• 11For evidence on the regional disparities of automation’s effects in the United States, see Susan Lund, James Manyika, Liz Hilton Segel, et al., The Future of Work in America: People and Places, Today and Tomorrow (New York: McKinsey Global Institute, 2019). See also Mark Muro, Countering the Geographical Impacts of Automation: Computers, AI, and Place Disparities (Washington, D.C.: Brookings Institution, 2019).
  • 12Daron Acemoglu, “Could We and Should We Reverse (Excessive) Automation?” in Combating Inequality: Rethinking Government’s Role, ed. Olivier Blanchard and Dani Rodrik (Cambridge, Mass.: MIT Press, 2021), 163–170.
  • 13Erik Brynjolfsson, Seth G. Benzell, and Daniel Rock, “How to Solve the Puzzle of Productivity Growth,” Tech Stream, Brookings Institution, May 21, 2021.
  • 14Daron Acemoglu, David Autor, Jonathon Hazell, and Pascual Restrepo, “AI and Jobs: Evidence from U.S. Vacancies,” VoxEU, March 3, 2021; Michael Webb, “The Impact of Artificial Intelligence on the Labor Market,” working paper (2019); Erik Brynjolfsson, Tom Mitchell, and Daniel Rock, “What Can Machines Learn, and What Does It Mean for Occupations and the Economy?” AEA Papers and Proceedings 108 (2018): 43–47; and Edward W. Felten, Manav Raj, and Robert Seamans, “A Method to Link Advances in Artificial Intelligence to Occupational Abilities,” AEA Papers and Proceedings 108 (2018): 54–57.
  • 15Kai-Fu Lee, AI Superpowers: China, Silicon Valley, and the New World Order (Boston: Houghton Mifflin Harcourt, 2018); Kai-Fu Lee and Chen Qiufan, AI 2041: Ten Visions for Our Future (New York: Currency, 2021); Autor et al., The Work of the Future; and Ajay Agrawal, Joshua Gans, and Avi Goldfarb, eds., The Economics of Artificial Intelligence: An Agenda (Chicago: University of Chicago Press, 2019).
  • 16The share of middle-skill occupations in total employment declined (11 percent), highskill occupations grew (9 percent), and low-skill occupations grew (3 percent) between the mid-1990s to the late 2010s across OECD countries. See Organisation for Economic Co-operation and Development, OECD Employment Outlook 2020: Worker Security and the COVID-19 Crisis (Paris: OECD Publishing, 2020), Figure 4.1.
  • 17Georgios Petropoulos, “Occupational Change, Artificial Intelligence and the Geography of EU Labor Markets,” Bruegel Working Paper 03 (Brussels: Bruegel, 2020).
  • 18Florian Hoffmann, David S. Lee, and Thomas Lemieux, “Growing Income Inequality in the United States and Other Advanced Economies,” Journal of Economic Perspectives 344 (4) (2020): 52–78; and Autor et al., The Work of the Future.
  • 19David Autor and Anna Salomons,“Is Automation Labor-Displacing? Productivity Growth, Employment, and the Labor Share,” Working Paper 24871 (Cambridge, Mass.: National Bureau of Economic Research, 2018); Mathilde Pak and Cyrille Schwellnus, “Labour Share Developments Over the Past Two Decades: The Role of Public Policies,” OECD Economics Department Working Papers No. 1541 (Paris: OECD Publishing, 2019); Cyrille Schwellnus, Andreas Kappeler, and Pierre-Alain Pionnie, “The Decoupling of Median Wages from Productivity in OECD Countries,” International Productivity Monitor 32 (2017); and Organisation for Economic Co-operation and Development, “Decoupling of Wages from Productivity: What Implications for Public Policies?” OECD Economic Outlook 2 (2018).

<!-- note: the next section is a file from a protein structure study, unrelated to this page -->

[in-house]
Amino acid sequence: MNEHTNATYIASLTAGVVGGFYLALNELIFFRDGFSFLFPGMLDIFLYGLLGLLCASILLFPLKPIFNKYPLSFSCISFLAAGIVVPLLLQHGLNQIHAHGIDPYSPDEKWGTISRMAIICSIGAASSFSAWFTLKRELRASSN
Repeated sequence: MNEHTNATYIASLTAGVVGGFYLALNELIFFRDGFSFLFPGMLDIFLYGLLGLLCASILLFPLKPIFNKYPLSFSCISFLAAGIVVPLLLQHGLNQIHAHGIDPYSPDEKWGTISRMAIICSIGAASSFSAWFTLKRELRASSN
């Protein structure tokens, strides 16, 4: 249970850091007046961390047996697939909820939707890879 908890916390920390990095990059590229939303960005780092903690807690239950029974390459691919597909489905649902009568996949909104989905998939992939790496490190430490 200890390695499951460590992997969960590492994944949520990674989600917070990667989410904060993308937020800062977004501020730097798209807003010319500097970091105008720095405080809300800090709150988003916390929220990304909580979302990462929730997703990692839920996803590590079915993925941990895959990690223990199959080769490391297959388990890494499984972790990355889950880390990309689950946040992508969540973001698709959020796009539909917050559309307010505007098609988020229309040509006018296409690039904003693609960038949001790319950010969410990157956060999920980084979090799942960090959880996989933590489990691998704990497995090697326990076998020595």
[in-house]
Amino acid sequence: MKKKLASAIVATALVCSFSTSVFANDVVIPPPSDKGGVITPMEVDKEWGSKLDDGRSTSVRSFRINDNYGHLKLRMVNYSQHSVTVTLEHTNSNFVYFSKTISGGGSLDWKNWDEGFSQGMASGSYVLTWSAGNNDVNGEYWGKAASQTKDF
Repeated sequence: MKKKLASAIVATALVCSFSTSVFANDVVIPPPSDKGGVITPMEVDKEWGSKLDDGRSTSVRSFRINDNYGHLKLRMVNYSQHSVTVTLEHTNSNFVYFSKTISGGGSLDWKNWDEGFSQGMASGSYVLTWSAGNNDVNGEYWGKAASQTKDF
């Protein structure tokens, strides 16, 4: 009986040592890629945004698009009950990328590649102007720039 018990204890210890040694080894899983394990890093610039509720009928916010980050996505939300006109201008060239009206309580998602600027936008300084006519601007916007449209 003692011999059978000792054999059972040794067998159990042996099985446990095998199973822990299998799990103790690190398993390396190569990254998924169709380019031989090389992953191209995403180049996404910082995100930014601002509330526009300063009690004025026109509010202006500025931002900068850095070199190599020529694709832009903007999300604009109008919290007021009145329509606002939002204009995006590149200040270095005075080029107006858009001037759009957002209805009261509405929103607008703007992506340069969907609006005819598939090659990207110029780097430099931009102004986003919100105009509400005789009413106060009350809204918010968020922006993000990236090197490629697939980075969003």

• 20On factors that contribute to the declining labor share, see Bennet Berger and Guntram B. Wolff, “The Global Decline in the Labour Income Share: Is Capital the Answer to Germany’s Current Account Surplus?” (Brussels: Bruegel, 2017); James Manyika, Jan Mischke, Jacques Bughin, et al., “A New Look at the Declining Labor Share of Income in the United States” (New York: McKinsey Global Institute, 2019); and Caterina Astarita and Gaetano D’Adamo, “Inequality and Structural Reforms: Methodological Concerns and Lessons from Policy” (Brussels: Directorate-General for Economic and Financial Affairs, European Commission, 2017).
  • 21Lucas Chancel, “Ten Facts about Inequality in Advanced Economies,” in Combating Inequality: Rethinking Government’s Role, ed. Olivier Blanchard and Dani Rodrik (Cambridge, Mass.: MIT Press, 2021), 3–30.
  • 22Laura Tyson, “Automation and the Future of Work in Germany: A Summary of Research and Policy Recommendations?” Governing Work in the Digital Age Project Working Paper (Berlin: Hertie School, 2020); and Laura Tyson, “The Future of Work in Germany,” The Berlin Journal 33 (2019).
  • 23Tyson and Spence, “Exploring the Effects of Technology on Income and Wealth Inequality”; and Anton Korinek and Joseph E. Stiglitz, Artificial Intelligence and Its Implications for Income Distribution and Unemployment (Chicago: University of Chicago Press, 2019).
  • 24Dafna Bearson, Martin Kenney, and John Zysman, “Measuring the Impacts of Labor in the Platform Economy: New Work Created, Old Work Reorganized, and Value Creation Reconfigured,” Industrial and Corporate Change 30 (3) (2021); and Martin Kenney, Dafna Bearson, and John Zysman, “The Platform Economy Matures: Measuring Pervasiveness and Exploring Power,” Socio-Economic Review 19 (4) (2021).